Whether (R)-(+)-citronellal alone, or in combination with other chemicals, could attract male A. bungii in the field needs further research. Semiochemicals from host plants may also play important roles in attracting A. bungii adults to aggregate and mate.
In conclusion, the results of the present study hypothesised that (R)-(+)-citronellal is a sex pheromone component produced by female A. bungii. The identification of sex pheromones of A. bungii female will provide a theoretical and technical basis for the integrated management of A. bungii.
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We thank Ming Wen and Ya-Ge Chang for their help with collection of beetles in the field. We also thank professor Guo-Don Ren for the facilities provided for the rearing of the beetles.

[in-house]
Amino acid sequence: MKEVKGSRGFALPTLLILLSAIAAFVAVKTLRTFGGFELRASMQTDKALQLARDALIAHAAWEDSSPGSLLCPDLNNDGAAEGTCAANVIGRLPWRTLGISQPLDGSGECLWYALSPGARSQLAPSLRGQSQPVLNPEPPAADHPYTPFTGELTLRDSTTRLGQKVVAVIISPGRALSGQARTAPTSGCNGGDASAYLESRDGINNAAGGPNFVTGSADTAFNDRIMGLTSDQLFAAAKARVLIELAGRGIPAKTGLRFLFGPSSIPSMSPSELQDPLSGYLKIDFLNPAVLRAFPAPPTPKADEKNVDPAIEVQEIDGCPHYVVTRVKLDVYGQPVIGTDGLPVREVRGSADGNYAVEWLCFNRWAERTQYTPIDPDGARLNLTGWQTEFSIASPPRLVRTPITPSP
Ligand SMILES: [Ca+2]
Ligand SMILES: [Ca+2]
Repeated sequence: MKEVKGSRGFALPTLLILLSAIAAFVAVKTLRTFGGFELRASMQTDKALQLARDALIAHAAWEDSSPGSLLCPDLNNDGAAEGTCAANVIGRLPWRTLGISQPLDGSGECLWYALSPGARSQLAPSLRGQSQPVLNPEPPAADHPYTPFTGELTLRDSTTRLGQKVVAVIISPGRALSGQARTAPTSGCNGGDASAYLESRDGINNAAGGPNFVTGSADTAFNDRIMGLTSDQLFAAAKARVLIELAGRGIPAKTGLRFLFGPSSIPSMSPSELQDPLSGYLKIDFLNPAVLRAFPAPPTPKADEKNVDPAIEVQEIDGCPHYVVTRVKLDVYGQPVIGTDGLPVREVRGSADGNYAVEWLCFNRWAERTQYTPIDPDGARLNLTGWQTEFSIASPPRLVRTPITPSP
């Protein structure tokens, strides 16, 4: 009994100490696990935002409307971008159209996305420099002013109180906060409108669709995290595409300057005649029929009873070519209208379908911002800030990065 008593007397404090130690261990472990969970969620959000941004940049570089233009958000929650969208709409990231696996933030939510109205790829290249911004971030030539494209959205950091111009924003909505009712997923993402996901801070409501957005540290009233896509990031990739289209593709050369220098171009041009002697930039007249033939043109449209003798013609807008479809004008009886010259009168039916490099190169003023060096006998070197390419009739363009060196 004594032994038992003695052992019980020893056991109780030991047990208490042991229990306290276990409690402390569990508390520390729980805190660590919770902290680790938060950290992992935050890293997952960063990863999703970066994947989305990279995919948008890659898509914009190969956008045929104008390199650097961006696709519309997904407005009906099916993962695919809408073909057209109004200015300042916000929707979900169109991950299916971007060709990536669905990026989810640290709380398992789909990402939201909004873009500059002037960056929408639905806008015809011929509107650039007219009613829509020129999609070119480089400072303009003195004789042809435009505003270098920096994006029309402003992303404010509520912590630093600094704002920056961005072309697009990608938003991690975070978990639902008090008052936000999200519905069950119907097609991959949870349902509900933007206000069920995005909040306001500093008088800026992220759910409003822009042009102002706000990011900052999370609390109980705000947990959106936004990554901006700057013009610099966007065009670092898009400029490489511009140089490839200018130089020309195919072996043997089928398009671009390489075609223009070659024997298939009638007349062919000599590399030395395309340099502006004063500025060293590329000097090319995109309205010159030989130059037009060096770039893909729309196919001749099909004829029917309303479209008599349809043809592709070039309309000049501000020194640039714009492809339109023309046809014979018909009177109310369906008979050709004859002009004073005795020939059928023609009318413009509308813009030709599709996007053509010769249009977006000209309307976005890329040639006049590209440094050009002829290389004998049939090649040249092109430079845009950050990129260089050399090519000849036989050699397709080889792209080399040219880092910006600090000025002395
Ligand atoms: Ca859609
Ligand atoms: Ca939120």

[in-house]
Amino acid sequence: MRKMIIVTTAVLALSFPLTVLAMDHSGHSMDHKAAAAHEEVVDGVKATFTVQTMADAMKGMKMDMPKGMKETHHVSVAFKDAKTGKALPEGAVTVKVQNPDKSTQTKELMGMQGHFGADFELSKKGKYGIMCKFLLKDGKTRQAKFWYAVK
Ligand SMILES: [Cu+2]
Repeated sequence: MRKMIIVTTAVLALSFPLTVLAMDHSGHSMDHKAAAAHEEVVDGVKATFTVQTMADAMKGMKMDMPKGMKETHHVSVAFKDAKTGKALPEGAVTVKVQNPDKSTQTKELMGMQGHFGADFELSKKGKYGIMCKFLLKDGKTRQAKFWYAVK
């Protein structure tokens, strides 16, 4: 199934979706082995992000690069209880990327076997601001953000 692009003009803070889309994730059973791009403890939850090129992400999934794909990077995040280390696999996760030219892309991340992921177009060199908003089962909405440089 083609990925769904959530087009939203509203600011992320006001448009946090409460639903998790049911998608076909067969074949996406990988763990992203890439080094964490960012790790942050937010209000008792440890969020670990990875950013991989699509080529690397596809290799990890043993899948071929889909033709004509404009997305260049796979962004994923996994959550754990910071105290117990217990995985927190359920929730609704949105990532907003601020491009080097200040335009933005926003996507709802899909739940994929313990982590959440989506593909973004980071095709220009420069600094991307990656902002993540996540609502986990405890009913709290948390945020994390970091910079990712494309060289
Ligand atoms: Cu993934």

This study is funded by the Natural Science Foundation of Hebei Province (CN2014201004) and Youth Fund of Hebei Province (QN2017016).
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Wang, W., Cao, D., Men, J. et al. (R)-(+)-citronellal identified as a female-produced sex pheromone of Aromia bungii Faldermann (Coleoptera: Cerambycidae). Egypt J Biol Pest Control 28, 77 (2018) doi:10.1186/s41938-018-0083-7
- Long-horned beetle
- Wood borer
- Chemical ecology
- Olfactory response